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Are Peripheral Regions Benefiting from National Policies Aimed at Attracting Skilled Migrants? Case Study of the Northern Territory of Australia

Golebiowska, Kate (2015). Are Peripheral Regions Benefiting from National Policies Aimed at Attracting Skilled Migrants? Case Study of the Northern Territory of Australia. Journal of International Migration and Integration,17(3):947-971.

Document type: Journal Article
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IRMA ID 75039815xPUB938
Title Are Peripheral Regions Benefiting from National Policies Aimed at Attracting Skilled Migrants? Case Study of the Northern Territory of Australia
Author Golebiowska, Kate
Journal Name Journal of International Migration and Integration
Publication Date 2015
Volume Number 17
Issue Number 3
ISSN 1488-3473   (check CDU catalogue  open catalogue search in new window)
Scopus ID 2-s2.0-84930532616
Start Page 947
End Page 971
Total Pages 25
Place of Publication Netherlands
Publisher Springer Netherlands
Field of Research 1603 - Demography
160303 - Migration
HERDC Category C1 - Journal Article (DIISR)
Abstract Complex and interrelated trends in population and labour market dynamics in peripheral regions of developed countries have compelled them to use international skilled migration to address their skill shortages and facilitate economic development. Using the Northern Territory (NT) of Australia as a case study, this paper examines if and how these regions can benefit from a national policy for skilled migration, including the regional migration policy, which Australia has been operating since 1996–1997. The paper situates the regional migration policy in a context of the global competition for skills, explains how it came about and outlines the key characteristics of the NT as a peripheral region. An innovative approach to immigration data analysis permits formulating four propositions about the nature of international migration to peripheral regions. The analysis consists of tracking over a period of 17 years, the dynamics between all components of Australia’s and the Northern Territory’s permanent additions and comparing changes in the composition of their respective skilled migration streams. The paper proposes that peripheral regions benefit from skilled migration with a lagged effect as compared to Australia as a whole. It suggests that in order to better address skill shortages, they should also develop the capacity of the locally resident immigrant groups.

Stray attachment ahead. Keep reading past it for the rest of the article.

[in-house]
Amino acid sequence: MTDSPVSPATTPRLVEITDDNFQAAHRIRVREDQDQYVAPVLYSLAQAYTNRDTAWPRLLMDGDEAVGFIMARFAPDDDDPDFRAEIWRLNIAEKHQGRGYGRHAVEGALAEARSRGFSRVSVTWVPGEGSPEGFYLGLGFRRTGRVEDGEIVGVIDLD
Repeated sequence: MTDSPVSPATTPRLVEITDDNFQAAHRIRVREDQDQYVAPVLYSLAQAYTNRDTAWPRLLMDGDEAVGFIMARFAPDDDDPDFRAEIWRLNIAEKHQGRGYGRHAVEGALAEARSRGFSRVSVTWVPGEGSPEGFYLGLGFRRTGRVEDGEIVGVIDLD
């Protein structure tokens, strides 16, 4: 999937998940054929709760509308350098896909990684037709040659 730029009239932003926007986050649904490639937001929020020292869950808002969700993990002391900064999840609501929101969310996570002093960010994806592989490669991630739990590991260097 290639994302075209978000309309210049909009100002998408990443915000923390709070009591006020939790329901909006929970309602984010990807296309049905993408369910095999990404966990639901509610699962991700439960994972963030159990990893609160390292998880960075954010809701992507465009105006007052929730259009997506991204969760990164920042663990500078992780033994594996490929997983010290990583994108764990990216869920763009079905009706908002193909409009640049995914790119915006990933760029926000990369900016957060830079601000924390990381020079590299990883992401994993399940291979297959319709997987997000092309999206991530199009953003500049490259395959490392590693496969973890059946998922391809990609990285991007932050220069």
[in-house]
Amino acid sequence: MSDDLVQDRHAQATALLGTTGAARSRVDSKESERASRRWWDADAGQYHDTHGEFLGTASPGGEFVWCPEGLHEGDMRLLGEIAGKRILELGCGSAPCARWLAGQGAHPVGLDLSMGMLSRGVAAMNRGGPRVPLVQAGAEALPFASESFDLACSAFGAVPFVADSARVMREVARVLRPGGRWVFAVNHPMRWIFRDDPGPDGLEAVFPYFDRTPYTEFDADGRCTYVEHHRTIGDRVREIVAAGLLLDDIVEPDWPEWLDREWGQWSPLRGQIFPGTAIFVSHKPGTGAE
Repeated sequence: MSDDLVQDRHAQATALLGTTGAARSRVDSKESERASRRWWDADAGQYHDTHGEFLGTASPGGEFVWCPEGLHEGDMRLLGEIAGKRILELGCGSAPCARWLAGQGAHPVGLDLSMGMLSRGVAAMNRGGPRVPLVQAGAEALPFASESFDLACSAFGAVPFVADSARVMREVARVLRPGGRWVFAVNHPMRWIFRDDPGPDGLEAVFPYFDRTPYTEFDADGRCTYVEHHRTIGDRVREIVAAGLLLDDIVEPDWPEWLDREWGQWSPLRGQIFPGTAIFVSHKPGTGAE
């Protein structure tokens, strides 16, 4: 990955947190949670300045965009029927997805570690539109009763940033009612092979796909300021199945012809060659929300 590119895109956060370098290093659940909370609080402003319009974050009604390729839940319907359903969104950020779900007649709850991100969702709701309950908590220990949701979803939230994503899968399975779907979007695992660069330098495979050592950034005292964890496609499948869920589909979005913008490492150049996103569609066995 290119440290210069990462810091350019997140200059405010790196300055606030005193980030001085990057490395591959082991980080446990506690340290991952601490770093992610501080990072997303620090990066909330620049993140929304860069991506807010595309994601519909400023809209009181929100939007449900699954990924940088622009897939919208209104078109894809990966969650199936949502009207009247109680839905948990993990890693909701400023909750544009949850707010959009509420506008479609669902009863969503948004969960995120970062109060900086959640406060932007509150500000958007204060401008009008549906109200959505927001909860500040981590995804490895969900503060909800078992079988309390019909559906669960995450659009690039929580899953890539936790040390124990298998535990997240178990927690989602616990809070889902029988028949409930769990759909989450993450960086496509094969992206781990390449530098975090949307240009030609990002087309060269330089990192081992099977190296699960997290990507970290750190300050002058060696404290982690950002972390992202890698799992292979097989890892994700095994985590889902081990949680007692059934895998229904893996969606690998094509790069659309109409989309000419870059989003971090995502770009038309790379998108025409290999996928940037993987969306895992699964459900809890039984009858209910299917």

Keywords Australia
Skilled migration
Skills shortages
Peripheral
Regional
DOI http://dx.doi.org/10.1007/s12134-015-0431-3   (check subscription with CDU E-Gateway service for CDU Staff and Students  check subscription with CDU E-Gateway in new window)
 
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